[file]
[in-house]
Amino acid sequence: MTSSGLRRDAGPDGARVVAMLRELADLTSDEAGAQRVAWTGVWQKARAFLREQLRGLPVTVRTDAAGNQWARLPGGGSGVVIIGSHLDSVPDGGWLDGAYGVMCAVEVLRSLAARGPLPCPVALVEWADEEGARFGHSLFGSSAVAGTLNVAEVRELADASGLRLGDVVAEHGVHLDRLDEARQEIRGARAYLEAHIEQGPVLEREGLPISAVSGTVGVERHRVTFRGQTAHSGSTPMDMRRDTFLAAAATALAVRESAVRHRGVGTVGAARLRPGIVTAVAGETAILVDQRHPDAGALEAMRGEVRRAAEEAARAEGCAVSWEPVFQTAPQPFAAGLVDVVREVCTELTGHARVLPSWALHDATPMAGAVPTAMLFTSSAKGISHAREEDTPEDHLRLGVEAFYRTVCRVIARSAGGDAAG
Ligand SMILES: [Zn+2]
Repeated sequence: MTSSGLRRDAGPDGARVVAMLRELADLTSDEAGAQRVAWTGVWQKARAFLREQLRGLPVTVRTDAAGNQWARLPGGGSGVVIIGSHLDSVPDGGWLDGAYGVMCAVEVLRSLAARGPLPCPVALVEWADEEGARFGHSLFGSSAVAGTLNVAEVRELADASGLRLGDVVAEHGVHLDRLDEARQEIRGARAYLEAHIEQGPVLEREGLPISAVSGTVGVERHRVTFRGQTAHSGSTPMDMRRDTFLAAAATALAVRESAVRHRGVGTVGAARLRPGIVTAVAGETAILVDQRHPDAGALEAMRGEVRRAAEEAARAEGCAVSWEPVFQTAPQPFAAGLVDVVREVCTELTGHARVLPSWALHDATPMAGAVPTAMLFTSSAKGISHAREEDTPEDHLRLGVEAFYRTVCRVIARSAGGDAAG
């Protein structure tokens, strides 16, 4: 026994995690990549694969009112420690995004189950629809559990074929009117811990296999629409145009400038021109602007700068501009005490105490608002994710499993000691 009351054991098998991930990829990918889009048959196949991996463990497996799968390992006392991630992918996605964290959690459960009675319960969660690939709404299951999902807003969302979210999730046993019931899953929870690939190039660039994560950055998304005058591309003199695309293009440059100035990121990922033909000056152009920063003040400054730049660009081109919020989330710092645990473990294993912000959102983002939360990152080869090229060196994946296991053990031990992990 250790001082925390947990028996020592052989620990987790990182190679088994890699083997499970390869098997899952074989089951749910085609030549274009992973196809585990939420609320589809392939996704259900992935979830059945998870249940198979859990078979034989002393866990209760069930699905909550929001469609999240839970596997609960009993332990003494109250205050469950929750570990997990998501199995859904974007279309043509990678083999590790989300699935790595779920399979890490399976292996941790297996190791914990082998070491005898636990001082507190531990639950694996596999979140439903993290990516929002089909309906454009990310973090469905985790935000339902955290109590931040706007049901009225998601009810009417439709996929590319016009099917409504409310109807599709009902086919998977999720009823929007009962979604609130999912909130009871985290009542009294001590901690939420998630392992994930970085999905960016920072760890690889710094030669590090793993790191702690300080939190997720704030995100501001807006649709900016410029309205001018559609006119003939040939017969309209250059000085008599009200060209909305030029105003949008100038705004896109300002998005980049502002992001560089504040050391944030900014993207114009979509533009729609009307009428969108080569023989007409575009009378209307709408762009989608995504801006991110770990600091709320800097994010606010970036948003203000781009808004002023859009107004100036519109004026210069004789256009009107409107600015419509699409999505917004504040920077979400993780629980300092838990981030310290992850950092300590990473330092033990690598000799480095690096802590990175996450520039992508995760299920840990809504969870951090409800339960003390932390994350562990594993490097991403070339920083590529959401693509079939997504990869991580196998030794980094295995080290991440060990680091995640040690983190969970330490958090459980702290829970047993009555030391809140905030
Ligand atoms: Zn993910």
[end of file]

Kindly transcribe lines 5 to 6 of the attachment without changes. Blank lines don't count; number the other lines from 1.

């Protein structure tokens, strides 16, 4: 026994995690990549694969009112420690995004189950629809559990074929009117811990296999629409145009400038021109602007700068501009005490105490608002994710499993000691 009351054991098998991930990829990918889009048959196949991996463990497996799968390992006392991630992918996605964290959690459960009675319960969660690939709404299951999902807003969302979210999730046993019931899953929870690939190039660039994560950055998304005058591309003199695309293009440059100035990121990922033909000056152009920063003040400054730049660009081109919020989330710092645990473990294993912000959102983002939360990152080869090229060196994946296991053990031990992990 250790001082925390947990028996020592052989620990987790990182190679088994890699083997499970390869098997899952074989089951749910085609030549274009992973196809585990939420609320589809392939996704259900992935979830059945998870249940198979859990078979034989002393866990209760069930699905909550929001469609999240839970596997609960009993332990003494109250205050469950929750570990997990998501199995859904974007279309043509990678083999590790989300699935790595779920399979890490399976292996941790297996190791914990082998070491005898636990001082507190531990639950694996596999979140439903993290990516929002089909309906454009990310973090469905985790935000339902955290109590931040706007049901009225998601009810009417439709996929590319016009099917409504409310109807599709009902086919998977999720009823929007009962979604609130999912909130009871985290009542009294001590901690939420998630392992994930970085999905960016920072760890690889710094030669590090793993790191702690300080939190997720704030995100501001807006649709900016410029309205001018559609006119003939040939017969309209250059000085008599009200060209909305030029105003949008100038705004896109300002998005980049502002992001560089504040050391944030900014993207114009979509533009729609009307009428969108080569023989007409575009009378209307709408762009989608995504801006991110770990600091709320800097994010606010970036948003203000781009808004002023859009107004100036519109004026210069004789256009009107409107600015419509699409999505917004504040920077979400993780629980300092838990981030310290992850950092300590990473330092033990690598000799480095690096802590990175996450520039992508995760299920840990809504969870951090409800339960003390932390994350562990594993490097991403070339920083590529959401693509079939997504990869991580196998030794980094295995080290991440060990680091995640040690983190969970330490958090459980702290829970047993009555030391809140905030
Ligand atoms: Zn993910």